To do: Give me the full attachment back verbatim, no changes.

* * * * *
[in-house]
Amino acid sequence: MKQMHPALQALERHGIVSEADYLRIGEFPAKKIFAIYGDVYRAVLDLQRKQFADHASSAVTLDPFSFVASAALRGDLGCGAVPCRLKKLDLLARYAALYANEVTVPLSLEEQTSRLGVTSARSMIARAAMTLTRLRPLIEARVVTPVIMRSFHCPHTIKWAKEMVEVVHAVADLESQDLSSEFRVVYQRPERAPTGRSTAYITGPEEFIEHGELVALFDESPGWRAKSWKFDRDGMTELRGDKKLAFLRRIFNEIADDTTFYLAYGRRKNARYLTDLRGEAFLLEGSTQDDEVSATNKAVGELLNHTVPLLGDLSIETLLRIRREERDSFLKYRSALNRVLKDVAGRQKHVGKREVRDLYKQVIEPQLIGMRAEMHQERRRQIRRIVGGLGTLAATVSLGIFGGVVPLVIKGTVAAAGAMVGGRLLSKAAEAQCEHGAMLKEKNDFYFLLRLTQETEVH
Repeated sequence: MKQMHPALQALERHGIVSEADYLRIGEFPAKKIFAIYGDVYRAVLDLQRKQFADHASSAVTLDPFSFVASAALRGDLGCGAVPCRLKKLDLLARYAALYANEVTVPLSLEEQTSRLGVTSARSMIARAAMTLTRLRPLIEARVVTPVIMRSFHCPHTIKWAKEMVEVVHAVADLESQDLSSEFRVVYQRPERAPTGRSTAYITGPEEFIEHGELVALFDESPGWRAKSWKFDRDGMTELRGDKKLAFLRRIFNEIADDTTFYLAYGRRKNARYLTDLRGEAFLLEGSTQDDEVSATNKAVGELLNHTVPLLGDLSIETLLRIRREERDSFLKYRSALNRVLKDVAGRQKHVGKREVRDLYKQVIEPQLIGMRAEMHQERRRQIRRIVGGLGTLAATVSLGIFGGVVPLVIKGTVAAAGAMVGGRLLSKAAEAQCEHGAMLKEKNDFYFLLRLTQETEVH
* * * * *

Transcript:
[in-house]
Amino acid sequence: MKQMHPALQALERHGIVSEADYLRIGEFPAKKIFAIYGDVYRAVLDLQRKQFADHASSAVTLDPFSFVASAALRGDLGCGAVPCRLKKLDLLARYAALYANEVTVPLSLEEQTSRLGVTSARSMIARAAMTLTRLRPLIEARVVTPVIMRSFHCPHTIKWAKEMVEVVHAVADLESQDLSSEFRVVYQRPERAPTGRSTAYITGPEEFIEHGELVALFDESPGWRAKSWKFDRDGMTELRGDKKLAFLRRIFNEIADDTTFYLAYGRRKNARYLTDLRGEAFLLEGSTQDDEVSATNKAVGELLNHTVPLLGDLSIETLLRIRREERDSFLKYRSALNRVLKDVAGRQKHVGKREVRDLYKQVIEPQLIGMRAEMHQERRRQIRRIVGGLGTLAATVSLGIFGGVVPLVIKGTVAAAGAMVGGRLLSKAAEAQCEHGAMLKEKNDFYFLLRLTQETEVH
Repeated sequence: MKQMHPALQALERHGIVSEADYLRIGEFPAKKIFAIYGDVYRAVLDLQRKQFADHASSAVTLDPFSFVASAALRGDLGCGAVPCRLKKLDLLARYAALYANEVTVPLSLEEQTSRLGVTSARSMIARAAMTLTRLRPLIEARVVTPVIMRSFHCPHTIKWAKEMVEVVHAVADLESQDLSSEFRVVYQRPERAPTGRSTAYITGPEEFIEHGELVALFDESPGWRAKSWKFDRDGMTELRGDKKLAFLRRIFNEIADDTTFYLAYGRRKNARYLTDLRGEAFLLEGSTQDDEVSATNKAVGELLNHTVPLLGDLSIETLLRIRREERDSFLKYRSALNRVLKDVAGRQKHVGKREVRDLYKQVIEPQLIGMRAEMHQERRRQIRRIVGGLGTLAATVSLGIFGGVVPLVIKGTVAAAGAMVGGRLLSKAAEAQCEHGAMLKEKNDFYFLLRLTQETEVH